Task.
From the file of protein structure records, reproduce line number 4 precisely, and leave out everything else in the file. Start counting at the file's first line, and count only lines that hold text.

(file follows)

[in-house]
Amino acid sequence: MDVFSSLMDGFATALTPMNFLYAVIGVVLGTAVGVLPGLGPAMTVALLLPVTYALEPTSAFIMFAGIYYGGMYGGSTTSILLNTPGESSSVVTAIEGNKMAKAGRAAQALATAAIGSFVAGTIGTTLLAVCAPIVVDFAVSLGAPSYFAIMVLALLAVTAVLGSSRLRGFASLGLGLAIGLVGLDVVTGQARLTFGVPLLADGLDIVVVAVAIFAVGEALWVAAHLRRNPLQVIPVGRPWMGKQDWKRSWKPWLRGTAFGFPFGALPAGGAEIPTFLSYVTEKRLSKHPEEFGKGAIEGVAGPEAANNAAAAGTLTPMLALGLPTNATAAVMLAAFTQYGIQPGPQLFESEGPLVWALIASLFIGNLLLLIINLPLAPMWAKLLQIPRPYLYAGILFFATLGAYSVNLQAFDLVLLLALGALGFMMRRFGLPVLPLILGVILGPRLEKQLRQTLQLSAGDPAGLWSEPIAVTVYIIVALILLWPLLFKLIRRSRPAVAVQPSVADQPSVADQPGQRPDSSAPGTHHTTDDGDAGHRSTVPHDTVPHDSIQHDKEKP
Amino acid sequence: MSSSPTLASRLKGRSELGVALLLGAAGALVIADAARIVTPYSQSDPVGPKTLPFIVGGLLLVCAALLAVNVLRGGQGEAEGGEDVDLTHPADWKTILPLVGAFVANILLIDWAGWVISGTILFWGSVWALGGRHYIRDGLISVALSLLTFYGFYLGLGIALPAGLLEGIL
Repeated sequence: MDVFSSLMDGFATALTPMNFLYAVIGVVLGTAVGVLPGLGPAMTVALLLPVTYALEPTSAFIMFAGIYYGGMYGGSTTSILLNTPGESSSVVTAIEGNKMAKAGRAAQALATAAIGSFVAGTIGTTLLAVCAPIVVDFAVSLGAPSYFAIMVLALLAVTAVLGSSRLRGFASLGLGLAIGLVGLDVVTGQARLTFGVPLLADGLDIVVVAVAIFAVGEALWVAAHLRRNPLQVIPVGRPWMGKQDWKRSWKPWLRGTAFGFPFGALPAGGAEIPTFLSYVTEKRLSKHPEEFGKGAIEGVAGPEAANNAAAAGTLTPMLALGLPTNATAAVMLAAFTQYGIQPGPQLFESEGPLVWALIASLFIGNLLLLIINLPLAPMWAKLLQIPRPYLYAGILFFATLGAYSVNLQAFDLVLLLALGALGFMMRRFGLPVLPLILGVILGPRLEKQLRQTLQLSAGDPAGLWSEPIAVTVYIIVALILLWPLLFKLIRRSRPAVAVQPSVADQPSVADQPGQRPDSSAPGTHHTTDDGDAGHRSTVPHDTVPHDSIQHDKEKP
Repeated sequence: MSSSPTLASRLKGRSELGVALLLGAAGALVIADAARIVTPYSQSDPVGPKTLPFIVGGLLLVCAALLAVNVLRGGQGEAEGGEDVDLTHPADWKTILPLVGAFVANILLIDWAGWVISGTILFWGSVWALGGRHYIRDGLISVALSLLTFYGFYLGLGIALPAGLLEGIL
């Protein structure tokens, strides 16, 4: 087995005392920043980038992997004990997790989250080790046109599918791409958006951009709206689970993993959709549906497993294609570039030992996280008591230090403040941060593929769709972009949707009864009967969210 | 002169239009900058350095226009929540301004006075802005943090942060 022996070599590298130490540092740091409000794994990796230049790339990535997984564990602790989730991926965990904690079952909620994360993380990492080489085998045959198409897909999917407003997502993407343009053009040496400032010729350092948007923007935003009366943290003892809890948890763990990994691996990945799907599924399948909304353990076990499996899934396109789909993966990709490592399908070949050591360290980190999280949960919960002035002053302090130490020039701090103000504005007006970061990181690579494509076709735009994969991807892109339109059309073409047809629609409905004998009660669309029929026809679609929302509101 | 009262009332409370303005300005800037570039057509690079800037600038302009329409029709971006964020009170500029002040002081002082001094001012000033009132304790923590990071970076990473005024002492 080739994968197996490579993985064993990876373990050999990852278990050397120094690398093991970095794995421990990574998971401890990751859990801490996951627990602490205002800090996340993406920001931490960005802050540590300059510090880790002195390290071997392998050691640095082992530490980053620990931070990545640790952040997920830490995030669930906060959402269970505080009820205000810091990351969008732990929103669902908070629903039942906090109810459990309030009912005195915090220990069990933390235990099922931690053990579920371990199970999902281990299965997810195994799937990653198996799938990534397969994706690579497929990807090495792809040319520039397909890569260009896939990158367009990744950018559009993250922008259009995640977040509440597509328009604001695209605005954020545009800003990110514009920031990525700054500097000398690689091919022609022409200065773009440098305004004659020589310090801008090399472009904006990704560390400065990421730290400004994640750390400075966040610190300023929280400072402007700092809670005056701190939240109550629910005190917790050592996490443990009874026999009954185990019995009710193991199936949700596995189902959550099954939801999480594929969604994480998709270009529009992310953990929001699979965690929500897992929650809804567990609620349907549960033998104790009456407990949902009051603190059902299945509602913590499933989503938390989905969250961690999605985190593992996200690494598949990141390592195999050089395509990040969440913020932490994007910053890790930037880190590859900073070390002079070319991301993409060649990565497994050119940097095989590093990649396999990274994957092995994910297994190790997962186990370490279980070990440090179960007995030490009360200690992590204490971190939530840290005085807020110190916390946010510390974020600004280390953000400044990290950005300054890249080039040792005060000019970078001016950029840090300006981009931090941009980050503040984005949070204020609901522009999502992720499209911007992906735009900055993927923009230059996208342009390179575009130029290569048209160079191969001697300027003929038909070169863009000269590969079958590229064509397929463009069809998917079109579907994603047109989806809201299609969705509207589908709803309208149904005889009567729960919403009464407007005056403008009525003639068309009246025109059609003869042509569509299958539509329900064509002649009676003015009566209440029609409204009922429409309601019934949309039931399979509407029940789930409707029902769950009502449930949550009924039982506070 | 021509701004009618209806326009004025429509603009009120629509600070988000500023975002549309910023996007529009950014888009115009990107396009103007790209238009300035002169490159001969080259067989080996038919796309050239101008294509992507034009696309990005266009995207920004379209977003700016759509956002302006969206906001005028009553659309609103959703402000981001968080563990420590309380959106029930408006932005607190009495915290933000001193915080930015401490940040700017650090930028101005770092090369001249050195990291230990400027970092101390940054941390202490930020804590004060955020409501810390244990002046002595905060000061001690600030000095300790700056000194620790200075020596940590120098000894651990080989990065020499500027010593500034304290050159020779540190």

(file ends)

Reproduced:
Repeated sequence: MDVFSSLMDGFATALTPMNFLYAVIGVVLGTAVGVLPGLGPAMTVALLLPVTYALEPTSAFIMFAGIYYGGMYGGSTTSILLNTPGESSSVVTAIEGNKMAKAGRAAQALATAAIGSFVAGTIGTTLLAVCAPIVVDFAVSLGAPSYFAIMVLALLAVTAVLGSSRLRGFASLGLGLAIGLVGLDVVTGQARLTFGVPLLADGLDIVVVAVAIFAVGEALWVAAHLRRNPLQVIPVGRPWMGKQDWKRSWKPWLRGTAFGFPFGALPAGGAEIPTFLSYVTEKRLSKHPEEFGKGAIEGVAGPEAANNAAAAGTLTPMLALGLPTNATAAVMLAAFTQYGIQPGPQLFESEGPLVWALIASLFIGNLLLLIINLPLAPMWAKLLQIPRPYLYAGILFFATLGAYSVNLQAFDLVLLLALGALGFMMRRFGLPVLPLILGVILGPRLEKQLRQTLQLSAGDPAGLWSEPIAVTVYIIVALILLWPLLFKLIRRSRPAVAVQPSVADQPSVADQPGQRPDSSAPGTHHTTDDGDAGHRSTVPHDTVPHDSIQHDKEKP